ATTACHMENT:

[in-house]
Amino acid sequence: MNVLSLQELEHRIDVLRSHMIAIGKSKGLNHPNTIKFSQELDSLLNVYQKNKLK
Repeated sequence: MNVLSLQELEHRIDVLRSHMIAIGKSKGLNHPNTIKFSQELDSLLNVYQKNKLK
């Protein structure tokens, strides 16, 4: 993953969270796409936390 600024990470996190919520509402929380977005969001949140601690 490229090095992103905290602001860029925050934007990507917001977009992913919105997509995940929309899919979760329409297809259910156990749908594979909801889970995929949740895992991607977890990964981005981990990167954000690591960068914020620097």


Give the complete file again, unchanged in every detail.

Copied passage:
[in-house]
Amino acid sequence: MNVLSLQELEHRIDVLRSHMIAIGKSKGLNHPNTIKFSQELDSLLNVYQKNKLK
Repeated sequence: MNVLSLQELEHRIDVLRSHMIAIGKSKGLNHPNTIKFSQELDSLLNVYQKNKLK
């Protein structure tokens, strides 16, 4: 993953969270796409936390 600024990470996190919520509402929380977005969001949140601690 490229090095992103905290602001860029925050934007990507917001977009992913919105997509995940929309899919979760329409297809259910156990749908594979909801889970995929949740895992991607977890990964981005981990990167954000690591960068914020620097």